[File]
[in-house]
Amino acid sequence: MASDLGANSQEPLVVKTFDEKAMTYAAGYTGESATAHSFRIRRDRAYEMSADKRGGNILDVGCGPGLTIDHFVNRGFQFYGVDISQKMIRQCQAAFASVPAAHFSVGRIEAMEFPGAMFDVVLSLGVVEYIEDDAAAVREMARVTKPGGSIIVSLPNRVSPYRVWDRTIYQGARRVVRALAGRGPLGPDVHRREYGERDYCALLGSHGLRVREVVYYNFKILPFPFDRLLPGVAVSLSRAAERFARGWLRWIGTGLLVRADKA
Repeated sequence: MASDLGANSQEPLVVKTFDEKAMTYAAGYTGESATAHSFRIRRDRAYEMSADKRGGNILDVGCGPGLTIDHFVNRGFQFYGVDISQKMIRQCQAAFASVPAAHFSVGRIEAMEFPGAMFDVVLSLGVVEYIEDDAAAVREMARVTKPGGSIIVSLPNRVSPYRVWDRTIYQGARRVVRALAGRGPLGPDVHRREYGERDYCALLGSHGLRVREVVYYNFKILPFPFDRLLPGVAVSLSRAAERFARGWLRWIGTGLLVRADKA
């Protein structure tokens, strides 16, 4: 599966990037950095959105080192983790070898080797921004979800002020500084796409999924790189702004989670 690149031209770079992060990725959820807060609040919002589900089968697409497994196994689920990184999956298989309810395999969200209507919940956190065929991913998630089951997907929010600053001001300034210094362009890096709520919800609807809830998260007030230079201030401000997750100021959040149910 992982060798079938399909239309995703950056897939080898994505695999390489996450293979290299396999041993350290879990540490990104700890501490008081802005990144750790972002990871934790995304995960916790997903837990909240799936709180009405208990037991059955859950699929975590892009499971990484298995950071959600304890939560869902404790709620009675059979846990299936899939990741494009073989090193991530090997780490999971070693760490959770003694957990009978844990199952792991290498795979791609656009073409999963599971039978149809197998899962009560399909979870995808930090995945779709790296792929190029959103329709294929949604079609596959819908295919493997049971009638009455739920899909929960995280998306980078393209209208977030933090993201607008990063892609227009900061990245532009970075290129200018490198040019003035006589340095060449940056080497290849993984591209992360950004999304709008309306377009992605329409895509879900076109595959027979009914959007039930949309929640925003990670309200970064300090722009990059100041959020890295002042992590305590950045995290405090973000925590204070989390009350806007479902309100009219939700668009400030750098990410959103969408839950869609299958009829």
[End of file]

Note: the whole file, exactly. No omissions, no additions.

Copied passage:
[in-house]
Amino acid sequence: MASDLGANSQEPLVVKTFDEKAMTYAAGYTGESATAHSFRIRRDRAYEMSADKRGGNILDVGCGPGLTIDHFVNRGFQFYGVDISQKMIRQCQAAFASVPAAHFSVGRIEAMEFPGAMFDVVLSLGVVEYIEDDAAAVREMARVTKPGGSIIVSLPNRVSPYRVWDRTIYQGARRVVRALAGRGPLGPDVHRREYGERDYCALLGSHGLRVREVVYYNFKILPFPFDRLLPGVAVSLSRAAERFARGWLRWIGTGLLVRADKA
Repeated sequence: MASDLGANSQEPLVVKTFDEKAMTYAAGYTGESATAHSFRIRRDRAYEMSADKRGGNILDVGCGPGLTIDHFVNRGFQFYGVDISQKMIRQCQAAFASVPAAHFSVGRIEAMEFPGAMFDVVLSLGVVEYIEDDAAAVREMARVTKPGGSIIVSLPNRVSPYRVWDRTIYQGARRVVRALAGRGPLGPDVHRREYGERDYCALLGSHGLRVREVVYYNFKILPFPFDRLLPGVAVSLSRAAERFARGWLRWIGTGLLVRADKA
């Protein structure tokens, strides 16, 4: 599966990037950095959105080192983790070898080797921004979800002020500084796409999924790189702004989670 690149031209770079992060990725959820807060609040919002589900089968697409497994196994689920990184999956298989309810395999969200209507919940956190065929991913998630089951997907929010600053001001300034210094362009890096709520919800609807809830998260007030230079201030401000997750100021959040149910 992982060798079938399909239309995703950056897939080898994505695999390489996450293979290299396999041993350290879990540490990104700890501490008081802005990144750790972002990871934790995304995960916790997903837990909240799936709180009405208990037991059955859950699929975590892009499971990484298995950071959600304890939560869902404790709620009675059979846990299936899939990741494009073989090193991530090997780490999971070693760490959770003694957990009978844990199952792991290498795979791609656009073409999963599971039978149809197998899962009560399909979870995808930090995945779709790296792929190029959103329709294929949604079609596959819908295919493997049971009638009455739920899909929960995280998306980078393209209208977030933090993201607008990063892609227009900061990245532009970075290129200018490198040019003035006589340095060449940056080497290849993984591209992360950004999304709008309306377009992605329409895509879900076109595959027979009914959007039930949309929640925003990670309200970064300090722009990059100041959020890295002042992590305590950045995290405090973000925590204070989390009350806007479902309100009219939700668009400030750098990410959103969408839950869609299958009829």